The Art and Science of Data-Driven Journalism

Data and Reporting Paired with Narrative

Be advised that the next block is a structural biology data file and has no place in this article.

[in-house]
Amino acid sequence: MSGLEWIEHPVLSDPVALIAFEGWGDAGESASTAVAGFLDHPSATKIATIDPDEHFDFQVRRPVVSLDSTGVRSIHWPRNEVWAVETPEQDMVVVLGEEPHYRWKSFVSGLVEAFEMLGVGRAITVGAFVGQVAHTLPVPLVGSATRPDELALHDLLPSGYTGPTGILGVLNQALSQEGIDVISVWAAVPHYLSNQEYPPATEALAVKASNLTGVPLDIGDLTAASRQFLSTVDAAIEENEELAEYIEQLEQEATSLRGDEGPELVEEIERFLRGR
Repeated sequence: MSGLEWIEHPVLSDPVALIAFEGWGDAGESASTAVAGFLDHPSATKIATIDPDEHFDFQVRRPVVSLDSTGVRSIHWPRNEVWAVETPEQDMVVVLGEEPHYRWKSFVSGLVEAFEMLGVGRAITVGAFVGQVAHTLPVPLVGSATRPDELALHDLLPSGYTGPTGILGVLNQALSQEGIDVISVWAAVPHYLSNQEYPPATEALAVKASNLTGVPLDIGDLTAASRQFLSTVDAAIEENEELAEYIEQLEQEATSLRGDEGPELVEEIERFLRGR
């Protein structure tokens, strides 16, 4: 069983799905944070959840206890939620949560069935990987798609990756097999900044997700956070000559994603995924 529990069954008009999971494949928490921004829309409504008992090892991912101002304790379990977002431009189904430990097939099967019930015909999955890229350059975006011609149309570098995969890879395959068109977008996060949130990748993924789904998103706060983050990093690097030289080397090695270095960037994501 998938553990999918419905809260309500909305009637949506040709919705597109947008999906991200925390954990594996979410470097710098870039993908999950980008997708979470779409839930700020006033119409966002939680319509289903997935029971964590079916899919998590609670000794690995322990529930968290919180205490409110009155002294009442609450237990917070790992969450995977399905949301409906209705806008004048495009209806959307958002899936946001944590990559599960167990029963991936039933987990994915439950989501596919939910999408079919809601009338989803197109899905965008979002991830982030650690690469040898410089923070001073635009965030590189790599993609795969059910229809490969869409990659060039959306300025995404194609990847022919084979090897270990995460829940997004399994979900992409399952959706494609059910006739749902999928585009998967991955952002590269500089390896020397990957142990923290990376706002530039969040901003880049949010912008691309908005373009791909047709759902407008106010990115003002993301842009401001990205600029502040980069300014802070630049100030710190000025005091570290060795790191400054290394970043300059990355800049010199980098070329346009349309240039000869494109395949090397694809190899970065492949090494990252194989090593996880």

“The Prescribers,” ProPublica’s series on fraud and influence in the Medicare drug system, is a masterful use of data in investigative reporting.121connection between data-driven investigative journalism and government or corporate accountability. It’s far from the first at that outlet. “The project I’m most proud of is something I did before SOPA Opera, which was our ”Dollars for Docs’ project in 2010,” said Dan Nguyen, then a developer at ProPublica. “It started off with just a blog post I wrote to teach other journalists how Web scraping was useful.122to disclose what it paid doctors to do promotional and consulting work. My colleagues noticed and said that we could do that for every company that had been disclosing payments. Because each company disclosed these payments in a variety of formats, including Flash containers and PDFs, few people had tried to analyze these disclosures in bulk, to see nationwide trends in these financial relationships.”Nguyen explained that the ProPublica team wrote dozens of data scrapers to cross-reference their database of payments with state medical board and medical school listings. “For the initial story, we teamed up with five other newsrooms, including NPR and the Boston Globe, which required programmatically creating a system in which we could coordinate data and research,” he said. “With all the data we had, and the number of reporters and editors working on this outside of our walls, this wasn’t a project that would’ve succeeded by just sending Excel files back and forth.”123data-driven journalism can have an impact on patients, providers, private companies and universities; in short, an entire health care industry.“The website we built from that data is our most visited project yet, as millions of people used it to look up their doctors,” said Nguyen. “Afterwards, we shared our data with any news outlet that asked, so hundreds of independently reported stories came from our data. Among the results were that the drug companies and the med schools revisited their screening and conflict of interest policies.”